About 100 people were killed last week in a fresh massacre in the restive east of the Democratic Republic of Congo,
blamed by the government on Uganda rebels, members of parliament have said.
The carnage took place on Thursday near Beni in North Kivu province, where mainly Muslim Ugandan rebels have been blamed for killing more than 200 civilians in gruesome machete attacks since October, and where the UN wants "negative forces" to be neutralised.
"I have a figure of 95 bodies buried in a common grave," as well as "nine others that were shown to authorities in a morgue," opposition MP Juma Balikwisha told AFP news agency.
"We still don't have a definitive toll. It lies between 70 and 100 people killed," said Albert Baliesima, an MP for the parliamentary majority backing President Joseph Kabila.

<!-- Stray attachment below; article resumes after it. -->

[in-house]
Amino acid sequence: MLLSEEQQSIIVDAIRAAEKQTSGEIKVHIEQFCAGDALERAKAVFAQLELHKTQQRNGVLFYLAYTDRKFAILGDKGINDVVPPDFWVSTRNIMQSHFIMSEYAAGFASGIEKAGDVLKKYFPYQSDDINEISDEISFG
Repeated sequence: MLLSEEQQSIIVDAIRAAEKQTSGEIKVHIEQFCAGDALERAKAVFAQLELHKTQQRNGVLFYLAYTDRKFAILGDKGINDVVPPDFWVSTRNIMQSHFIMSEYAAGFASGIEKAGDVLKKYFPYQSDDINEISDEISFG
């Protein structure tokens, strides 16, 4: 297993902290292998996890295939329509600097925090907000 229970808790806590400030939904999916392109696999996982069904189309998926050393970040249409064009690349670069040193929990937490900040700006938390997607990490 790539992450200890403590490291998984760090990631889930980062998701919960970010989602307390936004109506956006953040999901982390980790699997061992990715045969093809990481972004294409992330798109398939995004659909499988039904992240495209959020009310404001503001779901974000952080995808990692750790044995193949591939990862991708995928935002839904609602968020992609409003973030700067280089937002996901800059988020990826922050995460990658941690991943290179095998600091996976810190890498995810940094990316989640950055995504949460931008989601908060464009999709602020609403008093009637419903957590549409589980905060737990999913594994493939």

North Kivu governor Julien Paluku put the number of dead at 58 while government spokesman Lambert Mende said at a news conference that provisional estimates showed "more than a dozen dead".
Mende added that "first conclusions" pointed to rebels of the Allied Democratic Forces and National Army for the Liberation of Uganda (ADF-NALU) being responsible for the latest in a wave of massacres that began early in October.
The government was determined "to eradicate these murderers of women and children", he said.
UN special envoy to the central African Great Lakes region, Said Djinnit, said in a statement "that the worsening situation in the Beni area... calls for decisive action towards neutralising all negative forces in the DRC, as per the decisions of the regional leaders and the UN Security Council."
On Friday, the Civil Society of North Kivu, an NGO based in Beni, had called for the army, police and UN forces to step in.
The UN's humanitarian affairs office, OCHA, said 35,000 people have been displaced in the region in the last few weeks.